For some Hispanics trying to succeed in school, no barrier looms larger than English.
Spanish is the first language of many Hispanic students and their parents.
In fact, most of the 11,000 students with limited English skills in Orange County schools are Hispanic.
The county divides bilingual students into two groups. One has some English skills and is taught strictly in English. The other group is taught in its native language.
By law, public school systems must offer bilingual language programs, but instruction techniques vary by state, school district and even among schools in the same district.
In recent years, bilingual education has come under greater scrutiny nationwide. This week, the state is conducting an audit of Orange County’s bilingual programs.
School officials say it is a routine audit.
But tougher state standards are forcing schools to improve their student performance, and bilingual programs are a key component.
“We really focus on the kids. The accountability system is really tied to that,” area superintendent Rosalinda Hernandez said.
The district is examining why bilingual students drop out of school at an even higher rate than Hispanics in standard classes. One contributing factor is the challenge of learning a new language while keeping up academically.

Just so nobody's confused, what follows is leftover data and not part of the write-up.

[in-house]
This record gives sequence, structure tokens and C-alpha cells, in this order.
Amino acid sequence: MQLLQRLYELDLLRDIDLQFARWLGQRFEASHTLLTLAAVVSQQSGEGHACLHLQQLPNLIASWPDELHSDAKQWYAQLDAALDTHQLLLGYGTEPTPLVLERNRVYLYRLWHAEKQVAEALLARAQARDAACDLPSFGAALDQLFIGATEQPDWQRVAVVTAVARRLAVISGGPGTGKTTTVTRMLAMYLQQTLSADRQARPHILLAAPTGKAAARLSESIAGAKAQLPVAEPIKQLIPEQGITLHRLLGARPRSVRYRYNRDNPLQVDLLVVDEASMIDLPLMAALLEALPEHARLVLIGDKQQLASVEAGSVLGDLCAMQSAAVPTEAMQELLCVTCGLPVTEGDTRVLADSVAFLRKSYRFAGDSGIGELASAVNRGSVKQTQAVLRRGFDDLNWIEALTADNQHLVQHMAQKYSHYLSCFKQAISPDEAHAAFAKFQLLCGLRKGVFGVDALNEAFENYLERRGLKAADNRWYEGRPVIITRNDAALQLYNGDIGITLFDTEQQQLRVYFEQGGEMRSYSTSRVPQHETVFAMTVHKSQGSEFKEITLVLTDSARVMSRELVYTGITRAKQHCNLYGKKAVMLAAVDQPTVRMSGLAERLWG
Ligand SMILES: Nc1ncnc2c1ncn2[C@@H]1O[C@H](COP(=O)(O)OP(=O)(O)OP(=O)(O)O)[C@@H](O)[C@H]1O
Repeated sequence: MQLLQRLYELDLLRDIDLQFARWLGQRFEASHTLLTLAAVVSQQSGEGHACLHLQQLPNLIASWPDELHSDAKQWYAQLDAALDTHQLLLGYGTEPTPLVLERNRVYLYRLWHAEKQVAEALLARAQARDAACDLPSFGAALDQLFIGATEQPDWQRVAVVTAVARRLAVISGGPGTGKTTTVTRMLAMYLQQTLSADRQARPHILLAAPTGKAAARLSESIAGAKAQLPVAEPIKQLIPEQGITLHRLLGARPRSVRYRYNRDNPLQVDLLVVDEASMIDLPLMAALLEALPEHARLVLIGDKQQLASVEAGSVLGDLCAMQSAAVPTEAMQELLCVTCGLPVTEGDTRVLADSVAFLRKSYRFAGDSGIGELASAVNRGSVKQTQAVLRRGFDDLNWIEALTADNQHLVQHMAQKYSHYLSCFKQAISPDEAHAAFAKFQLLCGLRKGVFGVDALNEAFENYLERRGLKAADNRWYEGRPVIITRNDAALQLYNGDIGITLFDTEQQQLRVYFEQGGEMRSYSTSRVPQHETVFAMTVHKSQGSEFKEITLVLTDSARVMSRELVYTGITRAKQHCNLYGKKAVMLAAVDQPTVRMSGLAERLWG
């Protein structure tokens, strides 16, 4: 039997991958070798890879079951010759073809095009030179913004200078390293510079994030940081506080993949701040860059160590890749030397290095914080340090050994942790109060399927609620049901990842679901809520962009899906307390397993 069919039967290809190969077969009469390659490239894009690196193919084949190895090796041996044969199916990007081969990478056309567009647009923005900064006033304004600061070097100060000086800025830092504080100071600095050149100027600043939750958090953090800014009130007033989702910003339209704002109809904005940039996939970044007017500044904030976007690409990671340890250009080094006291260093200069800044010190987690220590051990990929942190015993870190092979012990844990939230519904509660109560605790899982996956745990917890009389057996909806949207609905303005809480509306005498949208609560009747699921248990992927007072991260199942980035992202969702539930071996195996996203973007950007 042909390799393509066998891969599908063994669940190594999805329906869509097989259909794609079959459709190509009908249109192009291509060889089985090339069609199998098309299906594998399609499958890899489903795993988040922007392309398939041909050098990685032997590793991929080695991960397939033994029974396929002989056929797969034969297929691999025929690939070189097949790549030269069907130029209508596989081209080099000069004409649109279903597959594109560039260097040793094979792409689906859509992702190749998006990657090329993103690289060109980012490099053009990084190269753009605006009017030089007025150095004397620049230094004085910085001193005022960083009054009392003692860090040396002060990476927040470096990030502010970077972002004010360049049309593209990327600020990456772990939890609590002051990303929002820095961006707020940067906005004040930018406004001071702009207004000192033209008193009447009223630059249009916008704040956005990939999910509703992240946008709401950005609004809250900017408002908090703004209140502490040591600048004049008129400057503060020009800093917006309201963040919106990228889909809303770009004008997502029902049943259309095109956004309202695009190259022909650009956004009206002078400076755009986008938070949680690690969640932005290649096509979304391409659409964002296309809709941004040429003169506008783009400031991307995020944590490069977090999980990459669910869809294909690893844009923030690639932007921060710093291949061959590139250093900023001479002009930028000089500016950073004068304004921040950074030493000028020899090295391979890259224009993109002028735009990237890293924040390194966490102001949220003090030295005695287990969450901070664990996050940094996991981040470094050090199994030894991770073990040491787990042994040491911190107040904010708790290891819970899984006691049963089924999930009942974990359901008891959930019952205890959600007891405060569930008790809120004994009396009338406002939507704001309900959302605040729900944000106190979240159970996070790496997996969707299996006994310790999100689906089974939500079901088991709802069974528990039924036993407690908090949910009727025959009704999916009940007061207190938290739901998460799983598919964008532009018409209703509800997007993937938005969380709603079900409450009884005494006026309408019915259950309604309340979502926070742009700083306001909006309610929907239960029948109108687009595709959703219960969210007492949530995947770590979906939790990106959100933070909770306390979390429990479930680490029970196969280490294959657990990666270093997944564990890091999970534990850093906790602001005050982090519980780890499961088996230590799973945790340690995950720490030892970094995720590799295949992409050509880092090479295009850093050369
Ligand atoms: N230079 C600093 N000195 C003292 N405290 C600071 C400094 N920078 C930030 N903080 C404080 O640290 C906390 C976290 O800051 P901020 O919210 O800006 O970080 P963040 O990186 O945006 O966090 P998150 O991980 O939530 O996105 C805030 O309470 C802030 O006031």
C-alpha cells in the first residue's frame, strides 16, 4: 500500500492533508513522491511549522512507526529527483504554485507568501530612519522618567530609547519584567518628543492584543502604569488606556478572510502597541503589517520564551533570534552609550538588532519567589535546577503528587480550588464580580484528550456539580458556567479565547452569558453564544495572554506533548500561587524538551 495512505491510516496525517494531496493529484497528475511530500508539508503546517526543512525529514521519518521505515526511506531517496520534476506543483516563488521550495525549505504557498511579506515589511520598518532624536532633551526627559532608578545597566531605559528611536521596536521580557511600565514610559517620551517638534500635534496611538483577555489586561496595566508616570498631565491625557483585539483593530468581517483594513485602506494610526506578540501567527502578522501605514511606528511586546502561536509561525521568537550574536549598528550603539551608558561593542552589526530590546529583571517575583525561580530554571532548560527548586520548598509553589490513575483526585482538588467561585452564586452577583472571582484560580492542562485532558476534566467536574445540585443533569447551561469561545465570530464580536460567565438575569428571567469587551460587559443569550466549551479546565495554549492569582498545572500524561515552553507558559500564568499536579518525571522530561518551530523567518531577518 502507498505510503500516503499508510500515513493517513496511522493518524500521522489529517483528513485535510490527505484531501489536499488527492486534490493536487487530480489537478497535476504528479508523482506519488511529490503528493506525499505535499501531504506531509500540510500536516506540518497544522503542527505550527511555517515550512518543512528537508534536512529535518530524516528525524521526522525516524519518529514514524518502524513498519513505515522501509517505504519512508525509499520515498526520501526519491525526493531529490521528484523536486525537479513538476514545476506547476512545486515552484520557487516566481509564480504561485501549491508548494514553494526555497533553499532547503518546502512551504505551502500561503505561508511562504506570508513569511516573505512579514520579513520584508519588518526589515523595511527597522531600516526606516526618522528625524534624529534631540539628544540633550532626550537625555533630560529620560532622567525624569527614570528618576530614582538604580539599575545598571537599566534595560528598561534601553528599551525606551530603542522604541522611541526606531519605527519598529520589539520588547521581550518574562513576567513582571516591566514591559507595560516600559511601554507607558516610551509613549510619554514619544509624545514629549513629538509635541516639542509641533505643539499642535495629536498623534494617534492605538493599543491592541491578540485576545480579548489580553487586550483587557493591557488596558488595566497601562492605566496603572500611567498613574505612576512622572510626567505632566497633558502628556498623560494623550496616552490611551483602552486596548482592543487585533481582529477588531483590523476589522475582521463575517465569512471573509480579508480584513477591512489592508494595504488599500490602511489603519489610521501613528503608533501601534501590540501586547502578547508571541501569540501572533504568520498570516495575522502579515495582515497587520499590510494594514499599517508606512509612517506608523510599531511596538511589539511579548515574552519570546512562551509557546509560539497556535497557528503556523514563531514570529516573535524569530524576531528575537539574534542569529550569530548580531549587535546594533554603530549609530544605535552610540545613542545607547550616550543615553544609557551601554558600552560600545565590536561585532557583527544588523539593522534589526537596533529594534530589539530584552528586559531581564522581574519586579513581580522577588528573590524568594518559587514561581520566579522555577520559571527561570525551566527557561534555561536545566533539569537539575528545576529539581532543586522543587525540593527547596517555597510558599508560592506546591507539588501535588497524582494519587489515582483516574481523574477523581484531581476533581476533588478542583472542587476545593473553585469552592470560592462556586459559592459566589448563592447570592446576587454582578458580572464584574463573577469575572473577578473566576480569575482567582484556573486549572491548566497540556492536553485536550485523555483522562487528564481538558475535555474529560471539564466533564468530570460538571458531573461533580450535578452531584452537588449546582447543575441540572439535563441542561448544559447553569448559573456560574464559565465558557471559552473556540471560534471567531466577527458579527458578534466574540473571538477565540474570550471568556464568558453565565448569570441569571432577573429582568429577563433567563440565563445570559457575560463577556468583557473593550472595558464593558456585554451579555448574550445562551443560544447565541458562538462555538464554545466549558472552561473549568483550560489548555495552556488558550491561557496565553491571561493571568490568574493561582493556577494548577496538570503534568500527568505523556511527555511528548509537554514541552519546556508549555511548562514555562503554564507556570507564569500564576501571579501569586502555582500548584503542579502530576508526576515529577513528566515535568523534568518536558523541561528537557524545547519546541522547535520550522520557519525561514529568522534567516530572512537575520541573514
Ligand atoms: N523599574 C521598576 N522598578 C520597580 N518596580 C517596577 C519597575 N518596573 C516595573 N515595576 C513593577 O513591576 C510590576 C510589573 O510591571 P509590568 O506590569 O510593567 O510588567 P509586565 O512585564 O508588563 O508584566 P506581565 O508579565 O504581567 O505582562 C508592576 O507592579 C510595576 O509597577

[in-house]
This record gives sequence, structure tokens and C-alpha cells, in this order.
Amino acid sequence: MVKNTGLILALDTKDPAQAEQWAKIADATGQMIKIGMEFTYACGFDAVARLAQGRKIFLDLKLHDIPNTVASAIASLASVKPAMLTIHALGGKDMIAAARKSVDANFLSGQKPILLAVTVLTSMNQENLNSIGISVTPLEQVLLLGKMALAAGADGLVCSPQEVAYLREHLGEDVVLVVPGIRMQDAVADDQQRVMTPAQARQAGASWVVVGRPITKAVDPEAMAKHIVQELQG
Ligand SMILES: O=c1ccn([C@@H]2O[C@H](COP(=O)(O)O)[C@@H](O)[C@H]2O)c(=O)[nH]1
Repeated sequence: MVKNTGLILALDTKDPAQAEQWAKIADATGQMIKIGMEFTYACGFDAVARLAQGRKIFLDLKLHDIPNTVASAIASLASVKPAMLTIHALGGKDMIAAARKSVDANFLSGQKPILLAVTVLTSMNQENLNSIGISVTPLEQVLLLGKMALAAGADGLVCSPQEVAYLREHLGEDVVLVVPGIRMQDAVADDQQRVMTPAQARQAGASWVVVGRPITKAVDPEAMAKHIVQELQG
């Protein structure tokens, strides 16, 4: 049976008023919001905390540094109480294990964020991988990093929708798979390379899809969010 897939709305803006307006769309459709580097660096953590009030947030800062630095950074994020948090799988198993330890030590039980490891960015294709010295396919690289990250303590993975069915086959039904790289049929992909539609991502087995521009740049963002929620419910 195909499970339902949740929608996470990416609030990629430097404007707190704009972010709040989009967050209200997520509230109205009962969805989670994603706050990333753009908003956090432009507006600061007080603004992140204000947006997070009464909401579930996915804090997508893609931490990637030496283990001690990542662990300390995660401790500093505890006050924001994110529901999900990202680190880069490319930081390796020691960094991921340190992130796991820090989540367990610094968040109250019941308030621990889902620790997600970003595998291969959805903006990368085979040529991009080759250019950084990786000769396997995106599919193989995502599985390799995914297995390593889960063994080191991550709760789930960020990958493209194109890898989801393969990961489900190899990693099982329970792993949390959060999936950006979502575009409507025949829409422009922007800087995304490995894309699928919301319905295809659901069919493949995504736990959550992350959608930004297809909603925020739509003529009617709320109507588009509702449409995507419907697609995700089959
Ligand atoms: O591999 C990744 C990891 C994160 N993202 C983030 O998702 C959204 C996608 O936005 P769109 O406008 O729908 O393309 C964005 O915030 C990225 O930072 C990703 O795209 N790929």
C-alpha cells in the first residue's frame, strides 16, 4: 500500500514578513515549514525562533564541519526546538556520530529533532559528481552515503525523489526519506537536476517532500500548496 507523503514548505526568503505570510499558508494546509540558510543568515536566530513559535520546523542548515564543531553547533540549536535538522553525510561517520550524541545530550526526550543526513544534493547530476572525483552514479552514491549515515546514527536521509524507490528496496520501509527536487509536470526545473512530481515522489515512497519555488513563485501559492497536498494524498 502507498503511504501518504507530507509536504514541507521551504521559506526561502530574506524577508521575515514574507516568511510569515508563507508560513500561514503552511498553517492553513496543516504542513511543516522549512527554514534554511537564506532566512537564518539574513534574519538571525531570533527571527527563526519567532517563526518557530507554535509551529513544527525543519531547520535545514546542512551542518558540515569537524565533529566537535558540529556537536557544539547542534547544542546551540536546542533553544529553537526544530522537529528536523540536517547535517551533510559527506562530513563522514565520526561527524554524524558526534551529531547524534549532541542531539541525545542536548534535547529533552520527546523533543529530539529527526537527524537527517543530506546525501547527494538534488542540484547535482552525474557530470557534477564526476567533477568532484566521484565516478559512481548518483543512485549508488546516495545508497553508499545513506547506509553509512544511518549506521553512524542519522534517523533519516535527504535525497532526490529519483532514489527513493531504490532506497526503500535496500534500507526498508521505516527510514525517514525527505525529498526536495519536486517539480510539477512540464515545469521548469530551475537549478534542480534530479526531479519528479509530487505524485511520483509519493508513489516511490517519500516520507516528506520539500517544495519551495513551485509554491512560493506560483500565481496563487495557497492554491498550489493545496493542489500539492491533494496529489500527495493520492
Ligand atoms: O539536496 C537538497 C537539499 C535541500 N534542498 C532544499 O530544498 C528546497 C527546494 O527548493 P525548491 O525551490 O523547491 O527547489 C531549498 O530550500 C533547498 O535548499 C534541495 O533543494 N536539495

But over the years, students also have stayed in bilingual programs too long, said Hernandez, who oversees the schools in southeast Orange.
She evaluated the records of some middle and high school students in her area, where Hispanic enrollment ranges from 19 percent to 50 percent.
Many had been in bilingual programs for five years or more, when three should be the maximum, Hernandez said.
“You can’t justify that. The students can’t be successful in high school because we aren’t pushing them,” she said.
However, students cannot leave a bilingual program without passing an English skills test.
Pilot programs are under way in some Orange County schools to move students, especially those in high school, to regular classrooms faster.
For example, students with limited English skills are tested in their native language to determine their level of literacy and to pinpoint learning problems that may exist.
The thinking is, students who are well-versed in their native tongue can use those skills to pick up English faster.
In another effort to boost student performance, bilingual students will receive less instruction in their native language each year, until they are learning mostly in English.
Those who are taught in English will shift from mostly listening and speaking English to mostly reading and writing it.
These changes have raised concerns among some Hispanics who fear that students may get shuffled out of special language programs with or without demonstrable English skills.
That’s one reason state Rep. Anthony Suarez, D-Winter Park, earlier this year showed up at a School Board meeting in which Hernandez was to present her proposed changes.
Skeptical of Hernandez’s proposal, Suarez left the meeting with a different opinion.
“I went to the meeting, listened to the stats and how the changes were going to be implemented,” Suarez said. “I walked out of it against bilingual education.”